Exposures and Outcomes of Children With Urticaria Seen in a Pediatric Practice-Based Research Network: A Case-Control Study | Allergy and Clinical Immunology | JAMA Pediatrics | JAMA Network
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Article
September 2001

Exposures and Outcomes of Children With Urticaria Seen in a Pediatric Practice-Based Research Network: A Case-Control Study

Jennifer Plumb, MD, MPH; Chuck Norlin, MD; Paul C. Young, MD; et al for the Utah Pediatric Practice Based Research Network
Author Affiliations

From the Departments of Pediatrics, University of Indiana School of Medicine, Indianapolis (Dr Plumb); and the University of Utah School of Medicine, Salt Lake City (Drs Norlin and Young).

Arch Pediatr Adolesc Med. 2001;155(9):1017-1021. doi:10.1001/archpedi.155.9.1017
Abstract

Objectives  (1) To determine the duration, outcome, and associated findings of urticaria in children seen by general pediatricians; (2) to compare the exposure to foods, medications, insect stings or bites, and the presence of other symptoms in children with urticaria with controls; (3) to determine general pediatricians' management of urticaria.

Design  Case-control.

Participants  Children with urticaria seen by Utah Pediatric Practice Based Research Network members between August 1, 1999, and August 31, 2000. Control patients were matched for age and sex.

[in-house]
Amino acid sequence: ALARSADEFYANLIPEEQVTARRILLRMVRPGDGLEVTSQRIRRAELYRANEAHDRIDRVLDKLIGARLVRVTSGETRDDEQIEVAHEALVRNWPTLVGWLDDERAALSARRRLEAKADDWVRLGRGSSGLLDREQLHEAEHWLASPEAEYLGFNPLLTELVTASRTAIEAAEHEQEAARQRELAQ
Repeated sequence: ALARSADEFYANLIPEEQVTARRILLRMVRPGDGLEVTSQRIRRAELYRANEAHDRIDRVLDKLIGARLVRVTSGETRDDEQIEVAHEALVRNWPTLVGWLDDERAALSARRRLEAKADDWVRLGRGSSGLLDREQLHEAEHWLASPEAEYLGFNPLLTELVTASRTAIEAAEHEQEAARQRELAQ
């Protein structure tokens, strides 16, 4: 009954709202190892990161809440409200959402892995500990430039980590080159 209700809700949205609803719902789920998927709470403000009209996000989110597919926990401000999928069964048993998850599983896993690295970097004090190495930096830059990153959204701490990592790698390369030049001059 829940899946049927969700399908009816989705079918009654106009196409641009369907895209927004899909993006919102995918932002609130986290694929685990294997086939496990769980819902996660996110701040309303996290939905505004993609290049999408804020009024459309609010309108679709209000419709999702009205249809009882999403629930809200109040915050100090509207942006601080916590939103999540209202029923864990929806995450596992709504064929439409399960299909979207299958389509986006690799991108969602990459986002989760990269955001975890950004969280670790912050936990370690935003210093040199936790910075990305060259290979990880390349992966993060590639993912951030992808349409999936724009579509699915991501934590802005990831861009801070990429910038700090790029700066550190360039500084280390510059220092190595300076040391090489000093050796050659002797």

Main Outcome Measures  Duration of urticaria; associated symptoms; personal and family history of atopy; medications; ingestion of peanuts, nuts, shellfish, tomatoes, strawberries, or eggs; being stung by an insect; suspected cause, diagnostic studies; treatment.

Results  Fifty-two cases and 47 controls were enrolled. The mean duration of urticaria was 8.9 days (range, 1-50 days). Seventeen patients (33%) and 1 control patient were taking antibiotics (odds ratio [OR], 22.3; 95% confidence interval [CI], 2.8-176; χ2, P<.001). Fourteen patients and 5 controls had gastrointestinal symptoms (OR, 3.1; 95% CI, 1.02-9.4; χ2, P = .04). There were no differences between cases and controls for other symptoms, personal or family history of atopy, ingestion of the foods listed, insect sting, or other medications. A cause was suspected in 28 patients (54%): a "viral illness" (19%), antibiotics (15%), or a combination (35%).

Conclusions  Patients were more likely than controls to be taking an antibiotic and were more likely to have a personal or family history of atopy or to report ingesting foods commonly associated with urticaria. A viral illness was the most common cause suspected by pediatricians.

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